Hundreds of postcards, with visceral images of malnourished golden retriever puppies living in filthy conditions, are flooding the New York governor’s office. A mass email campaign has been launched by national animal rights groups.
However, the pet store industry and its lobbyists have also mobilized. Zoom meetings have been held with the governor’s staff; an employee of a pet store has created a independent campaign of videos with well-treated puppies that have gone viral on TikTok.
Of the hundreds of bills Gov. Kathy Hochul must decide whether to sign before the end of the year, few seem to carry more emotional weight than one affecting the well-being of an electorate that can’t even vote: puppies.
After years of debate, New York state lawmakers approved an invoice in June with rare bipartisan support that would ban the sale of dogs, cats and rabbits in New York pet stores, setting off a showdown between animal welfare groups and the pet store industry.
For the past few weeks, they have redirected their efforts to lobbying Ms Hochul, meeting with her office to make their case as she decides whether to sign or veto the bill, with both sides trading accusations of lying and spreading misinformation.
If Ms. Hochul signs the bill, New York would follow California’s lead, Maryland, Illinois and other states that have passed similar bans intended to curb commercial breeders, sometimes called puppy mills or kitten mills.
Breeders have for years been the source of intense controversy because, according to animal rights advocates, they operate with little oversight and raise dogs in cruel and inhumane conditions, often leading to the sale of sick puppies to consumers.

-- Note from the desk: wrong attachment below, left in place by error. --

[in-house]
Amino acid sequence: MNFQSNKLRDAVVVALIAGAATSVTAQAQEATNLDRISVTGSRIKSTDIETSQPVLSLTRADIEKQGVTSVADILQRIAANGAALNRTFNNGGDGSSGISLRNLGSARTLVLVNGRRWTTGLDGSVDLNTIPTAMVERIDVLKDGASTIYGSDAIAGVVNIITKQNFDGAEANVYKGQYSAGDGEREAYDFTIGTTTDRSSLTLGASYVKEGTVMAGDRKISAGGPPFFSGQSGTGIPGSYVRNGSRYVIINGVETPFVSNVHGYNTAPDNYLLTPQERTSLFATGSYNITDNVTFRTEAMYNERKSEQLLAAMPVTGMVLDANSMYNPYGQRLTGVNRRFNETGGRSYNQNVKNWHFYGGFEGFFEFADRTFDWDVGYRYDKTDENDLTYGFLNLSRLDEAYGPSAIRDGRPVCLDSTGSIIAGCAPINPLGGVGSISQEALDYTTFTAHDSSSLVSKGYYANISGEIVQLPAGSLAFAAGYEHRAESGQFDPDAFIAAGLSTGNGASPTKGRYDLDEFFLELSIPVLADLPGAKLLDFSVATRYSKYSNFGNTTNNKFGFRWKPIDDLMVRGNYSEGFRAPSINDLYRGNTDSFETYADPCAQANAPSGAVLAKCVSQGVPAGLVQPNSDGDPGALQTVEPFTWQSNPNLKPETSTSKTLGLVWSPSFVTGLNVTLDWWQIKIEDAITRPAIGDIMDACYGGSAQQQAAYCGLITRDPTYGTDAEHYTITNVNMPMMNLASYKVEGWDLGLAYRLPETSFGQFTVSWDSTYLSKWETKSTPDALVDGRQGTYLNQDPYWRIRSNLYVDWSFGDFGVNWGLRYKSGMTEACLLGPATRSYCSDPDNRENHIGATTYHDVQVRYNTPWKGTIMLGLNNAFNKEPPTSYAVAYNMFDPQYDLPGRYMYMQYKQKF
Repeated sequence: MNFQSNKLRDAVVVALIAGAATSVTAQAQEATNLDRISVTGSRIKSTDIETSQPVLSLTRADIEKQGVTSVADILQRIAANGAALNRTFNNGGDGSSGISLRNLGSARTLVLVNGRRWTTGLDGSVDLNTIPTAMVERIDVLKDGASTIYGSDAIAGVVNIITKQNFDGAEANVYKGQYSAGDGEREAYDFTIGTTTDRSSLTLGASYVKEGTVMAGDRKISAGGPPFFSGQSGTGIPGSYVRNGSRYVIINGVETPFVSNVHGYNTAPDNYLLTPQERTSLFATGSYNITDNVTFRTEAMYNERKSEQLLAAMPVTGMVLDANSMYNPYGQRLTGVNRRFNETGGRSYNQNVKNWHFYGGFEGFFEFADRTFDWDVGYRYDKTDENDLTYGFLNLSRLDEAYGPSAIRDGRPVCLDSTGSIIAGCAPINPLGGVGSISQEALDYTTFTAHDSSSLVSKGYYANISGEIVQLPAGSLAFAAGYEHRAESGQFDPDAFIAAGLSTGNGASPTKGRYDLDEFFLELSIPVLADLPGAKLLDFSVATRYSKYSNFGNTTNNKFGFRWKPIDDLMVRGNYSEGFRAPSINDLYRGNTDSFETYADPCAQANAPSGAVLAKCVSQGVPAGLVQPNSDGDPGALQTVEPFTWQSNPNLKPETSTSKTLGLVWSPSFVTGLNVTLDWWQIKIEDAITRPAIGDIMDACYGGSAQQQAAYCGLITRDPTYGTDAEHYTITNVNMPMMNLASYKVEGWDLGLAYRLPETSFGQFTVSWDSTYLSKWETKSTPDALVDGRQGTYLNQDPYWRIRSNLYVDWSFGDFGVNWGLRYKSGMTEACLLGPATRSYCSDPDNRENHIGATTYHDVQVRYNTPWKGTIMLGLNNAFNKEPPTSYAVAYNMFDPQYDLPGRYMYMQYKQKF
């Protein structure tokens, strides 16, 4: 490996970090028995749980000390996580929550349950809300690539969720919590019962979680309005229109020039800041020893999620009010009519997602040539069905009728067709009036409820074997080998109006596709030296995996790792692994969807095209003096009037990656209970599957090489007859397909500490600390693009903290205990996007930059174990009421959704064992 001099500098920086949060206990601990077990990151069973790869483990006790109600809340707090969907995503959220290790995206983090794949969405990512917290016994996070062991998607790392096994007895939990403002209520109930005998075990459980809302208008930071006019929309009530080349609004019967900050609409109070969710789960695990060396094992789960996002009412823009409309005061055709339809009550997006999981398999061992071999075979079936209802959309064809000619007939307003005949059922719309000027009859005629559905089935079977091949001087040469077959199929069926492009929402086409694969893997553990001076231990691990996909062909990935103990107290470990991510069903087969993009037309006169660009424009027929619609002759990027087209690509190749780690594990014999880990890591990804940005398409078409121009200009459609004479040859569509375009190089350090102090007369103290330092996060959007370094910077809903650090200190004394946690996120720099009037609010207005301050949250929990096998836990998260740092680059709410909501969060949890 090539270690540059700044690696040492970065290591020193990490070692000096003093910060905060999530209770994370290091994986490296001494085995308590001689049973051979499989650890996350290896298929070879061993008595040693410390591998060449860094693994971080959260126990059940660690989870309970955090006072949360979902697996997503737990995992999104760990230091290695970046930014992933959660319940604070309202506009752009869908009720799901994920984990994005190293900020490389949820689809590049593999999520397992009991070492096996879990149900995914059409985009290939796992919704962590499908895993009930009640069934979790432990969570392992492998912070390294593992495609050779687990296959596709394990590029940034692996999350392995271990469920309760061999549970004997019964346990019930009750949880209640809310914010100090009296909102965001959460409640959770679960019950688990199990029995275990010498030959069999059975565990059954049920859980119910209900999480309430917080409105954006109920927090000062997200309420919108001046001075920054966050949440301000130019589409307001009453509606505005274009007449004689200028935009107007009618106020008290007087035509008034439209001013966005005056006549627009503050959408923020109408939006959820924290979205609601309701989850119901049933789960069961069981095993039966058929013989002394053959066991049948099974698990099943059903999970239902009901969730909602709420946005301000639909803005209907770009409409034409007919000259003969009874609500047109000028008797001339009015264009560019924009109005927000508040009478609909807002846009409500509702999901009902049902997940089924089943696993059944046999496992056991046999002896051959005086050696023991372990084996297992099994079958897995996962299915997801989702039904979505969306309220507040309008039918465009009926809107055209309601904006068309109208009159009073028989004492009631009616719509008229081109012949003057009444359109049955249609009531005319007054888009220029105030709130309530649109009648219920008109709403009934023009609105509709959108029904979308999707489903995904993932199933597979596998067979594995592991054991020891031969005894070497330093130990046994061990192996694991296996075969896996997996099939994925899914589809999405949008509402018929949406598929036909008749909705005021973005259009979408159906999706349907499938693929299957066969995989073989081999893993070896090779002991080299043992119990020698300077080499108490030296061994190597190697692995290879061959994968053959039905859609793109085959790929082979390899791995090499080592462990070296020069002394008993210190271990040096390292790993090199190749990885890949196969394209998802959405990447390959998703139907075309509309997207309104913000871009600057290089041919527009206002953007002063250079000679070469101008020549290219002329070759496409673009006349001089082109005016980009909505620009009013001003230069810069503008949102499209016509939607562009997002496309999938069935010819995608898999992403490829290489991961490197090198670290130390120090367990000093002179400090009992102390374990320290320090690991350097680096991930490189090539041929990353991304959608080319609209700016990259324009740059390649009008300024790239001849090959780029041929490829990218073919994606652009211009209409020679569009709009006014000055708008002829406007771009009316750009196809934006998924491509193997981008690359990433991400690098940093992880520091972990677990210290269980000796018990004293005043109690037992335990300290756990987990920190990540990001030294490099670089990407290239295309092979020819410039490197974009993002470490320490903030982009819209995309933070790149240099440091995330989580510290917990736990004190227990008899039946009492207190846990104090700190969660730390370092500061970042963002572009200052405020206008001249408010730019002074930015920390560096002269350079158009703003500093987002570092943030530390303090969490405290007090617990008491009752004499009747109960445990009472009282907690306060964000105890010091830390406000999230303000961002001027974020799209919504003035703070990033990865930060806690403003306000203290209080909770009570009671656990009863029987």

The bill seeks to close that pipeline by banning the sale of animals in New York’s 80 or so pet stores, ubiquitous for displaying pups that can cost thousands of dollars, and encourages New Yorkers to adopt pets from shelters. People would still be allowed to buy animals directly from breeders, an attempt to let prospective pet owners visit and buy from responsible breeders.
“We know what it looks like when animals don’t get that care, and certainly from the photos and documentation of what these facilities look like, that’s not happening,” said Jennie Lintz, director of the puppy mill initiative. the American Society for the Prevention of Cruelty to Animals. “New York remains one of the largest markets for these commercial facilities, so the bill could have an impact not just here, but across the country.”
Pet stores have fiercely rejected the legislation, arguing that the bill put them out of businesslead to the unemployment of hundreds of workers, make it difficult for people to obtain a pet in the state and potentially lead to an underground market for pet sales, arguments that supporters of the bill have dismissed as far-fetched.
One of the industry’s biggest complaints is its claim that animal activists have demonized much of the breeding industry as abusive. He argues that the unsanitary puppy mills that have been the subject of damning investigations are not representative of the entire industry.
“Let’s not pretend there aren’t people out there who are doing this wrong, but they are few and far between,” said Mike Bober, president and CEO of the Pet Advocacy Network, a national pet trade association. “We are deeply offended and frustrated that people willfully and intentionally misrepresent the state of reproduction in the country.”
Ms. Hochul, a Democrat who is running for a full term in November, has not publicly shared her thoughts on the bill and her office said she was still reviewing the legislation.
The more than 2,000 dog breeders in the country are largely regulated and licensed by the federal governmentBut animal rights advocates argue that the minimum standards of care they are supposed to provide are outdated, insufficient and rarely met.
In New York, the state attorney general’s office has filed lawsuits in recent years against a handful of pet stores, including those from albany Y New Yorkaccusing them of misleading consumers and selling puppies that were sick or abused and came from unauthorized breeders.
In 2021, Attorney General Letitia James sued Shake a Paw, which operates two stores on Long Island, for falsifying health certificates, charging customers unexpected veterinary costs and selling at least nine dogs that died of serious illnesses shortly after sell them. the store owners have strenuously denied the allegations